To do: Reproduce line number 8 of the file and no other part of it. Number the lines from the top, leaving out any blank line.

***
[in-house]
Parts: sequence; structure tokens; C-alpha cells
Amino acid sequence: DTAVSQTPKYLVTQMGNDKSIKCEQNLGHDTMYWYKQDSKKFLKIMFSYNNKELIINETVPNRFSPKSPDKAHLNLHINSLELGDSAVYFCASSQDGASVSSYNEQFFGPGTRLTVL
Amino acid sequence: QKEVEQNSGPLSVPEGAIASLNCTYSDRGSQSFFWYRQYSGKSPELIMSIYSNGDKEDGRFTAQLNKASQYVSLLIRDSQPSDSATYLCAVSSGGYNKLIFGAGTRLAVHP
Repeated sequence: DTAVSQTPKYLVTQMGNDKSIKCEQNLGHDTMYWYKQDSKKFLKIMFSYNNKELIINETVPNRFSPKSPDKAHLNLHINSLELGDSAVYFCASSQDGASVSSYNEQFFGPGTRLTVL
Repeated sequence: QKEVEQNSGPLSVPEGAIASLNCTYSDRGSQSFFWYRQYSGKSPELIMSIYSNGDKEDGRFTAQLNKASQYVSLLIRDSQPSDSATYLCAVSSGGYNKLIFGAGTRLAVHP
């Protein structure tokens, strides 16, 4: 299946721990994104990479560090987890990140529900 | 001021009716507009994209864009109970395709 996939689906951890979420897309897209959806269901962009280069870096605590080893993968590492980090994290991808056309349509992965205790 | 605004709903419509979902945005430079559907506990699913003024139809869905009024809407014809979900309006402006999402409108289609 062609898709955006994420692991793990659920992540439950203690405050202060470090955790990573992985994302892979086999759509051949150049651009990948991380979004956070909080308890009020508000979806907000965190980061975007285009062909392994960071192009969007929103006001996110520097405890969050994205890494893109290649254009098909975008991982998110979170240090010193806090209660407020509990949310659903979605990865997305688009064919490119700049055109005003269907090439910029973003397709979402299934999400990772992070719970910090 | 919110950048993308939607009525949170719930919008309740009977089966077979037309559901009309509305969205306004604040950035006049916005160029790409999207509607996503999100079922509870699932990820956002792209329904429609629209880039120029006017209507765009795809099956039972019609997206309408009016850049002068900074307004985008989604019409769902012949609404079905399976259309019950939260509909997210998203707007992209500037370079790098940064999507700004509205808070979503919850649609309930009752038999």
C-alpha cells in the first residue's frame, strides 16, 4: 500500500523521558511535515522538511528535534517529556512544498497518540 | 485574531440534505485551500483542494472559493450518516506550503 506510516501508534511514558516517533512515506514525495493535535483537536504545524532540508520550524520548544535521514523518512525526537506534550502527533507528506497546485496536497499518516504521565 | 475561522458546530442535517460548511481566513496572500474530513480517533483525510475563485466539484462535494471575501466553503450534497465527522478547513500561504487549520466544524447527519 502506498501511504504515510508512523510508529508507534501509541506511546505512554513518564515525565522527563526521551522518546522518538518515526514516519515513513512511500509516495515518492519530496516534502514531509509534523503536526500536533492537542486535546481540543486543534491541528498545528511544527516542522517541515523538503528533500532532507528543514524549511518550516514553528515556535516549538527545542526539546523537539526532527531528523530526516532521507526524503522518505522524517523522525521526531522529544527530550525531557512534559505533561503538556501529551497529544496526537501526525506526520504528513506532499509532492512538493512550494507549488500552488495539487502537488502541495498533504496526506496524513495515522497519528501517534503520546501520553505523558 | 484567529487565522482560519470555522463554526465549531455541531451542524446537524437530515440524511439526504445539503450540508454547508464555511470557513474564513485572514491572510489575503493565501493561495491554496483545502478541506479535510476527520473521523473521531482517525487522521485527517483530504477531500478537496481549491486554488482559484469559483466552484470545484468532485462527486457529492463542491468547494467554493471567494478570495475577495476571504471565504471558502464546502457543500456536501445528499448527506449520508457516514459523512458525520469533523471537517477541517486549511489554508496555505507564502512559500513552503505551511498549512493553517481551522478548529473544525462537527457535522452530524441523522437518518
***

C-alpha cells in the first residue's frame, strides 16, 4: 500500500523521558511535515522538511528535534517529556512544498497518540 | 485574531440534505485551500483542494472559493450518516506550503 506510516501508534511514558516517533512515506514525495493535535483537536504545524532540508520550524520548544535521514523518512525526537506534550502527533507528506497546485496536497499518516504521565 | 475561522458546530442535517460548511481566513496572500474530513480517533483525510475563485466539484462535494471575501466553503450534497465527522478547513500561504487549520466544524447527519 502506498501511504504515510508512523510508529508507534501509541506511546505512554513518564515525565522527563526521551522518546522518538518515526514516519515513513512511500509516495515518492519530496516534502514531509509534523503536526500536533492537542486535546481540543486543534491541528498545528511544527516542522517541515523538503528533500532532507528543514524549511518550516514553528515556535516549538527545542526539546523537539526532527531528523530526516532521507526524503522518505522524517523522525521526531522529544527530550525531557512534559505533561503538556501529551497529544496526537501526525506526520504528513506532499509532492512538493512550494507549488500552488495539487502537488502541495498533504496526506496524513495515522497519528501517534503520546501520553505523558 | 484567529487565522482560519470555522463554526465549531455541531451542524446537524437530515440524511439526504445539503450540508454547508464555511470557513474564513485572514491572510489575503493565501493561495491554496483545502478541506479535510476527520473521523473521531482517525487522521485527517483530504477531500478537496481549491486554488482559484469559483466552484470545484468532485462527486457529492463542491468547494467554493471567494478570495475577495476571504471565504471558502464546502457543500456536501445528499448527506449520508457516514459523512458525520469533523471537517477541517486549511489554508496555505507564502512559500513552503505551511498549512493553517481551522478548529473544525462537527457535522452530524441523522437518518